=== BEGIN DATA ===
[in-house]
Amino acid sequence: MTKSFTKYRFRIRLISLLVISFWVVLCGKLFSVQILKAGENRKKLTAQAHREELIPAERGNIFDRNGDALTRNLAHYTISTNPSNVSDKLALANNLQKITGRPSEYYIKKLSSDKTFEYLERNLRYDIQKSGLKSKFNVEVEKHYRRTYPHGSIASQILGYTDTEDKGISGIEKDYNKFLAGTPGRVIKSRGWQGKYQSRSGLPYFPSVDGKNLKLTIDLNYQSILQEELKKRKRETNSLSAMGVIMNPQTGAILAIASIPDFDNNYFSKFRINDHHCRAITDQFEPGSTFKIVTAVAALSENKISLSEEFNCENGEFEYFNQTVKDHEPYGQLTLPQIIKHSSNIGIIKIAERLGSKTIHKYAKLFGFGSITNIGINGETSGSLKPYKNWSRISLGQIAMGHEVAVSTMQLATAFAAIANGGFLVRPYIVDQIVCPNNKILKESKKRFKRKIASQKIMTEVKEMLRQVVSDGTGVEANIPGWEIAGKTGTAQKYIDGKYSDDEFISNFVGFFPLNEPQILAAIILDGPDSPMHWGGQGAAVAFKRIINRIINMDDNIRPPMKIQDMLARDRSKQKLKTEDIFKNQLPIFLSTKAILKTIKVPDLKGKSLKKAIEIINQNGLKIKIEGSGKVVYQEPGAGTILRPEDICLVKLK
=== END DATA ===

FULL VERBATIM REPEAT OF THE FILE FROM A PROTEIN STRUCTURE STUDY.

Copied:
[in-house]
Amino acid sequence: MTKSFTKYRFRIRLISLLVISFWVVLCGKLFSVQILKAGENRKKLTAQAHREELIPAERGNIFDRNGDALTRNLAHYTISTNPSNVSDKLALANNLQKITGRPSEYYIKKLSSDKTFEYLERNLRYDIQKSGLKSKFNVEVEKHYRRTYPHGSIASQILGYTDTEDKGISGIEKDYNKFLAGTPGRVIKSRGWQGKYQSRSGLPYFPSVDGKNLKLTIDLNYQSILQEELKKRKRETNSLSAMGVIMNPQTGAILAIASIPDFDNNYFSKFRINDHHCRAITDQFEPGSTFKIVTAVAALSENKISLSEEFNCENGEFEYFNQTVKDHEPYGQLTLPQIIKHSSNIGIIKIAERLGSKTIHKYAKLFGFGSITNIGINGETSGSLKPYKNWSRISLGQIAMGHEVAVSTMQLATAFAAIANGGFLVRPYIVDQIVCPNNKILKESKKRFKRKIASQKIMTEVKEMLRQVVSDGTGVEANIPGWEIAGKTGTAQKYIDGKYSDDEFISNFVGFFPLNEPQILAAIILDGPDSPMHWGGQGAAVAFKRIINRIINMDDNIRPPMKIQDMLARDRSKQKLKTEDIFKNQLPIFLSTKAILKTIKVPDLKGKSLKKAIEIINQNGLKIKIEGSGKVVYQEPGAGTILRPEDICLVKLK